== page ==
Teaching, celebrating & shooting

Hi everyone! we’re currently in the greater Tampa area and I just wrapped up a fun week, which started all the way across the country in Seattle! Last week was Creative Cloud Fundamentals Week at creativeLIVE, and I was teaching the Photoshop segment of it. This was just a one-day class, and if you missed it, you can get it HERE, or get it as part of the whole CC Fundamentals bundle.

While we’re still on the topic of creativeLIVE, I’m excited to announce a new class I’ll be teaching next month, July 21-23. It’s called Post-Processing for Outdoor & Travel Photographers. This topic is extra special to me because these are two of the main types of photography I do. We’ll be using both Lightroom and Photoshop in this class, and you can learn more about it or enroll for free HERE.

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I arrived back to the Tampa area after a redeye flight and landed the morning of my birthday! Aside from a much-needed nap, Karen had some fun things in store for the day including breakfast at one of our favorite places in the area, a cake she made completely of fruit (because that’s my favorite!) and a visit to a local brewery. (I’m a huge fan of craft beer and love to visit different breweries as we travel about.) Near the end of the day, we embarked on a sunset cruise that left from Clearwater Beach. While the actual sunset wasn’t overly spectacular, the sky put on quite a show for us afterwards. It was a great mix of storm clouds lit by what was left of the golden light. We even got to see a waterspout (a water tornado) nearby. Pretty cool! At the end of the night, we had dinner at a tapas place we like in Clearwater Beach.

BenSkyPanoAn iPhone pano I shot of the post-sunset clouds in Clearwater

BenKarBoatKaren and I on the sunset cruise

As implied from the title of this post, I also got to do some shooting this week. If you read this blog often, you know about my service station project. I have researched and located over 250 vintage service stations around the country and my plan is to photograph each one. I had been conversing with the owner of this Polly Station in the greater Tampa area and we finally set up a time this week for me to head over and shoot it. The shot below is just an iPhone shot that I also processed on the iPhone. The actually shots will take much longer to process.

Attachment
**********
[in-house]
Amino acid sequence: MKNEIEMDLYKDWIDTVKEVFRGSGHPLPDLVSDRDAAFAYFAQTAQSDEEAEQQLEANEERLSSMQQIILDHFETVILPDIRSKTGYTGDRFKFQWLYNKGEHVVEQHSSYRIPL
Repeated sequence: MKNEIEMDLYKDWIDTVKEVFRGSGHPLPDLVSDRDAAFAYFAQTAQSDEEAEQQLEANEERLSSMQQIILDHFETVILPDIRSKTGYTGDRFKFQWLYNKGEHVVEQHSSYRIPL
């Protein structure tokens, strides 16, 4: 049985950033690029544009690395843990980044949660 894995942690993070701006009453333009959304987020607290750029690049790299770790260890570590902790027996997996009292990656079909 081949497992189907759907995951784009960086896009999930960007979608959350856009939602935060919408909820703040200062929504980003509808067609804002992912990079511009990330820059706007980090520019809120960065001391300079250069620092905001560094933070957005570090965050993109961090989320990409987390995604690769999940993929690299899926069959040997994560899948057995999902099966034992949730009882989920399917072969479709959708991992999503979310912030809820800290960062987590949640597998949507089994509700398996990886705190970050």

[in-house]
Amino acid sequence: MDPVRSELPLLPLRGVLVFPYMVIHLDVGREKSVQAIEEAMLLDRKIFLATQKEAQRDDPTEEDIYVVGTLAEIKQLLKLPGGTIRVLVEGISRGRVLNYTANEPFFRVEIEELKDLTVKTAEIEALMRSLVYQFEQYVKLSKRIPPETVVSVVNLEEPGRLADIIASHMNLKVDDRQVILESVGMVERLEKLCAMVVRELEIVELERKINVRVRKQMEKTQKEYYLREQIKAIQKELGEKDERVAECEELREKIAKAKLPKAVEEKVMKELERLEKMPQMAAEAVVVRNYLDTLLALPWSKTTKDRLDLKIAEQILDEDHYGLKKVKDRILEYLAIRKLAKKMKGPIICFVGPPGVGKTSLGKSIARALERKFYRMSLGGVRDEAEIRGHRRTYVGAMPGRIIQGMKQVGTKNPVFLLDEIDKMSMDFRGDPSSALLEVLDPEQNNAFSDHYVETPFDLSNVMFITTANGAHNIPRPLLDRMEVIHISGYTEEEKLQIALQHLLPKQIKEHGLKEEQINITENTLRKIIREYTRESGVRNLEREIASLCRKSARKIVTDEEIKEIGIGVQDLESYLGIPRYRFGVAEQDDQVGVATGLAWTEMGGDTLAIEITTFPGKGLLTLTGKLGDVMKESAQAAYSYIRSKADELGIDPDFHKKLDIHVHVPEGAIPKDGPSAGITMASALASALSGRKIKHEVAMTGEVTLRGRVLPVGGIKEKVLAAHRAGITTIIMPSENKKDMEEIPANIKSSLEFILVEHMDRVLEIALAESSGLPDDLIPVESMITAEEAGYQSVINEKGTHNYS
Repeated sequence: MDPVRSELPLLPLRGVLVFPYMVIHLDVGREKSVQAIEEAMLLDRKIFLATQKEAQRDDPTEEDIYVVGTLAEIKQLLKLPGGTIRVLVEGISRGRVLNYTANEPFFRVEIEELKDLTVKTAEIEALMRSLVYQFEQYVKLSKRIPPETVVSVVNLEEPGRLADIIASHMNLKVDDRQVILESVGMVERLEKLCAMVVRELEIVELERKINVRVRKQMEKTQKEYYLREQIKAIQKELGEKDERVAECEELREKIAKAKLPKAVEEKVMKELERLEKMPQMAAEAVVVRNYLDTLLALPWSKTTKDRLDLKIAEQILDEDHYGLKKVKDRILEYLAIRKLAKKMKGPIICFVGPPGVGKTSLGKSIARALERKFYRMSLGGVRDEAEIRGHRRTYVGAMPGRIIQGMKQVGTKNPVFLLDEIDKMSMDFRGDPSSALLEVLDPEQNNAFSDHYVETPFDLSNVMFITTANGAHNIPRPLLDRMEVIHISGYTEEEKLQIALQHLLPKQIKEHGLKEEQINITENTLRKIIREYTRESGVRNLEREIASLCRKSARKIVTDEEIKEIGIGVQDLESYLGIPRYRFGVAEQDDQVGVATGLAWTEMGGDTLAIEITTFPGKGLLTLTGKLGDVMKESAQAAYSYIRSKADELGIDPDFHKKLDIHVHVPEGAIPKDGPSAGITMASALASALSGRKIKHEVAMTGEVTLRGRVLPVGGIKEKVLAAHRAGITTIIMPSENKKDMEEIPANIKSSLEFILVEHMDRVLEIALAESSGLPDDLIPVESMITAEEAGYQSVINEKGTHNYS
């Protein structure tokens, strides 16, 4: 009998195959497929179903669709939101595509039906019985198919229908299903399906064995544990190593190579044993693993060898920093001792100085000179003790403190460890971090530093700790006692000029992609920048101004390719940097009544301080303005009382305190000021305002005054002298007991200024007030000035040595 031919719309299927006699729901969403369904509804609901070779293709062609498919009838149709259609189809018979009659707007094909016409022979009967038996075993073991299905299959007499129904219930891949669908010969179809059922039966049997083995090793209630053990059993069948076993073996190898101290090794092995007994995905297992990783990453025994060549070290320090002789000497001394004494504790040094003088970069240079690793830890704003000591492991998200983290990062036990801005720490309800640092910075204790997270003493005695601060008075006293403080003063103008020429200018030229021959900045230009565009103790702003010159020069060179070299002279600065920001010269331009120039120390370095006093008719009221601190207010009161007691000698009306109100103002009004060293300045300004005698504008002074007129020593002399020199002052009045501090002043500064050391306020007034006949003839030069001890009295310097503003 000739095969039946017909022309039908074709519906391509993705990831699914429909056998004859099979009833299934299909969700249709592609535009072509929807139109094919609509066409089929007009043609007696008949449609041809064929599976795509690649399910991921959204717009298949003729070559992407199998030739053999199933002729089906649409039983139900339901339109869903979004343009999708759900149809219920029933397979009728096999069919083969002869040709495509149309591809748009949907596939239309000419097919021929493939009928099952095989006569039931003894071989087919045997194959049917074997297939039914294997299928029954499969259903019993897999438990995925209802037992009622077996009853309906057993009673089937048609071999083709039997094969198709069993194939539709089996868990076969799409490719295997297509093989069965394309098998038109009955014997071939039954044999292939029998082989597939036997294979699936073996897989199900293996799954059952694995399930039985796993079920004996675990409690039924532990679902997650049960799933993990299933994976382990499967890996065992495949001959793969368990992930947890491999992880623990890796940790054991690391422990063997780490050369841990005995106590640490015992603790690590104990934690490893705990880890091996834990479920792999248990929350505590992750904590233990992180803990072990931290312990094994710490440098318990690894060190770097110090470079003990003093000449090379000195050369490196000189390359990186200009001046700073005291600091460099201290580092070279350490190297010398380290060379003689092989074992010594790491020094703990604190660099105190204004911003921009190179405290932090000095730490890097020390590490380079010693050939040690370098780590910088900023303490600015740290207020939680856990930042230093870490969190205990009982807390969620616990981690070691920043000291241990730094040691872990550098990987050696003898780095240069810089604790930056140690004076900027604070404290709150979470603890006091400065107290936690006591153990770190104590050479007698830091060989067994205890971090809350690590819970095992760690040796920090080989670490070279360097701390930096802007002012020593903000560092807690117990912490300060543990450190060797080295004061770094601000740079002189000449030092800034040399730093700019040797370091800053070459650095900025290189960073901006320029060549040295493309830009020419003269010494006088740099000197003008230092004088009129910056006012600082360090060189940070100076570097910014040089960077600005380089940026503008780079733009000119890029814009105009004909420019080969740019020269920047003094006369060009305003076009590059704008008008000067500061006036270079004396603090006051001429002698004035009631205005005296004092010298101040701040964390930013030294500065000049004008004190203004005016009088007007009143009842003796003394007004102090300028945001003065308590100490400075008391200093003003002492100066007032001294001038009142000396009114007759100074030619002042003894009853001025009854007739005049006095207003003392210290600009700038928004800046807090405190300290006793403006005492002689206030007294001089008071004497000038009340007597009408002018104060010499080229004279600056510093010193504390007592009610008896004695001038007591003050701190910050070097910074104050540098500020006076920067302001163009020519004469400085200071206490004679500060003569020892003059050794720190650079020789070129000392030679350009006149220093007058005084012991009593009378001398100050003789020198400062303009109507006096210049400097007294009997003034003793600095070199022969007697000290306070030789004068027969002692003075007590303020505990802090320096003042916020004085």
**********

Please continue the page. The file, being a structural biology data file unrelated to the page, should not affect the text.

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Well, that’s it for now folks. The upcoming week will be more on the mellow side, where I’ll be catching up with work and some image processing. More to come!

Contrasting ports in Malaysia

Yep, even though I’m physically on a multi-stop domestic trip at the moment (more on that in the next post), the blog is still in Southeast Asia. I wanted to show you some images from two very different ports in Malaysia. It was interesting how so many of the ports we visited contrasted with each other. It was actually refreshing for me and Karen, as we embrace all kinds of experiences. We would spend a few days in one place that was maybe a bit more rugged and not set up for visitors, and then we’d be in a bustling city with Louis Vuitton stores and Starbucks. That was the case as we went from Yangon in Myanmar (Burma) to Kuala Lumpur, which is the most bustling city in Malaysia. This was actually one place where we wish we had more time. It was a one-day stop for us, and we had wished it would be more like two or three.